You may have heard the name, or even driven by the memorial in Boscawen...but do you know the story of the woman who killed ten people in order to survive?

This had to be one of the most gruesome tales I heard as a child growing up in New Hampshire. The story of Hannah Duston. It has stuck with me for all of these years...maybe because I first heard about it at such a young age.

Hannah Duston was a colonial MassachusettsPuritan mother of nine who was taken captive by Abenaki Native Americans during King William's War, with her newborn daughter, during the Raid on Haverhill (1697), in which 27 colonists were killed. While detained on an island in the Merrimack River in Boscawen, New Hampshire, she killed and scalped 10 of the Native American family members holding them hostage, with the assistance of two other captives.

Hannah used a tomahawk to attack the sleeping Native Americans, killing one of the two grown men, two adult women, and six children. One severely wounded Native American woman and a young boy managed to escape the attack.

Duston's captivity narrative became famous more than 100 years after she died. Duston is believed to be the first American woman honored with a statue. During the 19th century, she was referred to as "a folk hero" and the "mother of the American tradition of scalp hunting." Some scholars assert Duston's story only became legend in the 19th century because the United States used her story to define its violence against Native Americans as innocent, defensive, and virtuous.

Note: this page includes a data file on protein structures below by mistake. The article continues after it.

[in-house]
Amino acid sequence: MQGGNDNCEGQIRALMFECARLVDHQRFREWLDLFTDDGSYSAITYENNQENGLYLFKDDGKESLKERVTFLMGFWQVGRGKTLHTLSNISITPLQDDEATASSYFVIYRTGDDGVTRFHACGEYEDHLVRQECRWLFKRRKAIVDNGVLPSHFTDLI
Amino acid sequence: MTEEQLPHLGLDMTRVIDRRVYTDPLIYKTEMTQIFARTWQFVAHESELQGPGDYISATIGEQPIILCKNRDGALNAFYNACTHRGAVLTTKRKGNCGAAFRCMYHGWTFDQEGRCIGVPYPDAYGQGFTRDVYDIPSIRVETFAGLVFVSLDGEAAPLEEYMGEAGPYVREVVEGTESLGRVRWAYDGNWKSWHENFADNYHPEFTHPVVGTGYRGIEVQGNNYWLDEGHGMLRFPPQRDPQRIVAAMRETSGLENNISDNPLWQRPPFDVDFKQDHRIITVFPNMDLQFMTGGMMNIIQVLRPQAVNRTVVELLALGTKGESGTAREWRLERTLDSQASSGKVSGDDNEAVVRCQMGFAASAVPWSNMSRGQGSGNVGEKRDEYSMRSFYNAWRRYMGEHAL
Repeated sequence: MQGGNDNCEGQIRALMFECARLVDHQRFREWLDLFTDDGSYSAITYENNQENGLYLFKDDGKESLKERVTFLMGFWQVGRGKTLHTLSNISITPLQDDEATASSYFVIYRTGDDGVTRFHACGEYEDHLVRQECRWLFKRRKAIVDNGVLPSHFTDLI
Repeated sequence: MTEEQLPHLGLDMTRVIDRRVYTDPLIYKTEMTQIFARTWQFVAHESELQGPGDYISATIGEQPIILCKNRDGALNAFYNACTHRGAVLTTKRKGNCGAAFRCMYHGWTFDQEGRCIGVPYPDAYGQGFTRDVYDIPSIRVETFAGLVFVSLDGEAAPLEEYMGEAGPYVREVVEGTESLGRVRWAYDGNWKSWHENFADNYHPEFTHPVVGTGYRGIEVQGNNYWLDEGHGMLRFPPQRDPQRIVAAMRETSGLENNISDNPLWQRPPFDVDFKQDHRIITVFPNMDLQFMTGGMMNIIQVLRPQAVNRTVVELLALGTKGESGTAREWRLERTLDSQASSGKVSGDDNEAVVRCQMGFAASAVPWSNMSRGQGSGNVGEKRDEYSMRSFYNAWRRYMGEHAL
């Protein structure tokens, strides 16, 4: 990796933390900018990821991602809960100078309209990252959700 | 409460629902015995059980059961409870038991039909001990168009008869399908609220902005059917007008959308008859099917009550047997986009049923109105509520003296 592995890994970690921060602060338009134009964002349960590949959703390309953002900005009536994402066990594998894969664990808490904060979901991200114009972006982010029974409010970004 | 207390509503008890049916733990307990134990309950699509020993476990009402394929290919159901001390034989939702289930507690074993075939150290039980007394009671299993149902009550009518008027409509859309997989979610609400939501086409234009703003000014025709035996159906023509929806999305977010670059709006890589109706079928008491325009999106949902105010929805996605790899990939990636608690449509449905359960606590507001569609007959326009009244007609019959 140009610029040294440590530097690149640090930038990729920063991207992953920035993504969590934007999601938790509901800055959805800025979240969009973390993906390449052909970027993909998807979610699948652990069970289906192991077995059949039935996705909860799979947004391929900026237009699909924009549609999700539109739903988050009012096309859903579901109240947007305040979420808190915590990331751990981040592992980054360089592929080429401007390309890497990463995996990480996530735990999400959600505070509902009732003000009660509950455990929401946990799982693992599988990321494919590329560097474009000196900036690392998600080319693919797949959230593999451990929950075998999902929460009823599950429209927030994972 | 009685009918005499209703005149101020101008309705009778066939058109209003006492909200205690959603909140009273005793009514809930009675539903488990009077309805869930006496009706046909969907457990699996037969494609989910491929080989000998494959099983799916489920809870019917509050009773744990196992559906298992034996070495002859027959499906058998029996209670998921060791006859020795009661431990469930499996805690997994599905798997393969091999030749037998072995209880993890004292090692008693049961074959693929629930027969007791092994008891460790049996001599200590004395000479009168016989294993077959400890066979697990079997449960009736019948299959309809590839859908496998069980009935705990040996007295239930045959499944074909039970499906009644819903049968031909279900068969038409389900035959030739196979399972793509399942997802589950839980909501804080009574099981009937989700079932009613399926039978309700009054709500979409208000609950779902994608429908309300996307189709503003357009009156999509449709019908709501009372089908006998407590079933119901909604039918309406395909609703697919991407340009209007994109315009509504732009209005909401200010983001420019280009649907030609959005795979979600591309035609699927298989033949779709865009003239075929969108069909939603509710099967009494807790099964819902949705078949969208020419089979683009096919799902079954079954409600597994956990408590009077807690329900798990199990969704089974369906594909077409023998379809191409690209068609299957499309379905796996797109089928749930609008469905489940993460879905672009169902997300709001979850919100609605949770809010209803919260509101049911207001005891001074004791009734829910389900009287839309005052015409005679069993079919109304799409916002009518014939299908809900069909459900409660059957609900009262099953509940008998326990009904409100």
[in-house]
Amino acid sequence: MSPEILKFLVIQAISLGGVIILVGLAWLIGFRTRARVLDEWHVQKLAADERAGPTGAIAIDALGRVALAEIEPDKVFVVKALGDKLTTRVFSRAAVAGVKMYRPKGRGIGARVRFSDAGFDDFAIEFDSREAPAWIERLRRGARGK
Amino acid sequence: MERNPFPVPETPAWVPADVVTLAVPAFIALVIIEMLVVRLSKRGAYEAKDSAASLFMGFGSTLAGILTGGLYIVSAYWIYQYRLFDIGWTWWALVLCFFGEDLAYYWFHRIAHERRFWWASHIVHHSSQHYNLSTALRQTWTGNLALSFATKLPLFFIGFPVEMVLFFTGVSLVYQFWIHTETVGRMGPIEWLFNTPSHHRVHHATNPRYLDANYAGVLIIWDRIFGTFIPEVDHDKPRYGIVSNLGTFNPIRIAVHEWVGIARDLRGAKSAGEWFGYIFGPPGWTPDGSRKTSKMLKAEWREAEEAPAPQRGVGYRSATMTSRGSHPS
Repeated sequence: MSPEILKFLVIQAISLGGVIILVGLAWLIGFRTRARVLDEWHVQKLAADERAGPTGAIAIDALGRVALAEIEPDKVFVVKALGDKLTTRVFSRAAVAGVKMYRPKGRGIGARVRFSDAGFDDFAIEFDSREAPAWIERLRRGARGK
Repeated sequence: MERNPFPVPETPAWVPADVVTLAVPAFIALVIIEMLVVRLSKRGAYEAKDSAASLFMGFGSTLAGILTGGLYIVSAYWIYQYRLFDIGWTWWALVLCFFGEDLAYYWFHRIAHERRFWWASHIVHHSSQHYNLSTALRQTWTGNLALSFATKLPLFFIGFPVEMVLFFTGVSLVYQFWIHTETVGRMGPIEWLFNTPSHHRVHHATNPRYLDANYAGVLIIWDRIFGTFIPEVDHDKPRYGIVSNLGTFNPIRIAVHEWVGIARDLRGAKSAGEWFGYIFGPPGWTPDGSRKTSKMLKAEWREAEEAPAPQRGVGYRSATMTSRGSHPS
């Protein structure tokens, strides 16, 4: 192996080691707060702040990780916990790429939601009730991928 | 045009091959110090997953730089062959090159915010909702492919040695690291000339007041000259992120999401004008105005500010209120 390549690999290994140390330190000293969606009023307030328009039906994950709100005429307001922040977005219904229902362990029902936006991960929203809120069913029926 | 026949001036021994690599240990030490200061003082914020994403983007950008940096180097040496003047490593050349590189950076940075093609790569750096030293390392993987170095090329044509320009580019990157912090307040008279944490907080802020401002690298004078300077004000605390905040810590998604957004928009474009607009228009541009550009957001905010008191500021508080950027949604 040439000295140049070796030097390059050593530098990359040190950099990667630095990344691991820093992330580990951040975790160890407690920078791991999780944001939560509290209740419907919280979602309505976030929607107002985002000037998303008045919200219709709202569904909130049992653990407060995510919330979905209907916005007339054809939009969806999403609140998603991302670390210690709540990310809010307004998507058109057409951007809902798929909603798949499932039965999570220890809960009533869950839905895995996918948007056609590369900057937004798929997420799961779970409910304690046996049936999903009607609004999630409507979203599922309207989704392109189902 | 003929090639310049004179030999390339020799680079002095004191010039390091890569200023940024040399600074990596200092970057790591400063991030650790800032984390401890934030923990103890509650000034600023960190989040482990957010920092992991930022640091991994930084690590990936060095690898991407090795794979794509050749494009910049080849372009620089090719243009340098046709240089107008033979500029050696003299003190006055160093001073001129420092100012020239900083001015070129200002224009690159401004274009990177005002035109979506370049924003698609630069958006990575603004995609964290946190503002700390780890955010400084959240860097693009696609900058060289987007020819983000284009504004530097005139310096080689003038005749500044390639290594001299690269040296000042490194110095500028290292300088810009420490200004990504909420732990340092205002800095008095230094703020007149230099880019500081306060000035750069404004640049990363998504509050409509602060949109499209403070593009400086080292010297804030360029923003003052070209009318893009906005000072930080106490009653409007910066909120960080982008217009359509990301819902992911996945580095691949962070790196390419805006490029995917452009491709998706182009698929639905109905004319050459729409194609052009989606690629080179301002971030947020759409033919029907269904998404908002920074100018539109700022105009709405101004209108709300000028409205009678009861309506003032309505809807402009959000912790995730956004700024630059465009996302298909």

After a failed attempt to erect a memorial in her hometown of Haverhill, The first Duston memorial actually executed was sculpted by William Andrews, a marble worker from Lowell, Massachusetts. It was erected in 1874 on the island in Boscawen, New Hampshire, where Duston killed her captors. Huge crowds overwhelmed the island on the day of its dedication, with speeches presented all day long. It was the first publicly funded statue in New Hampshire.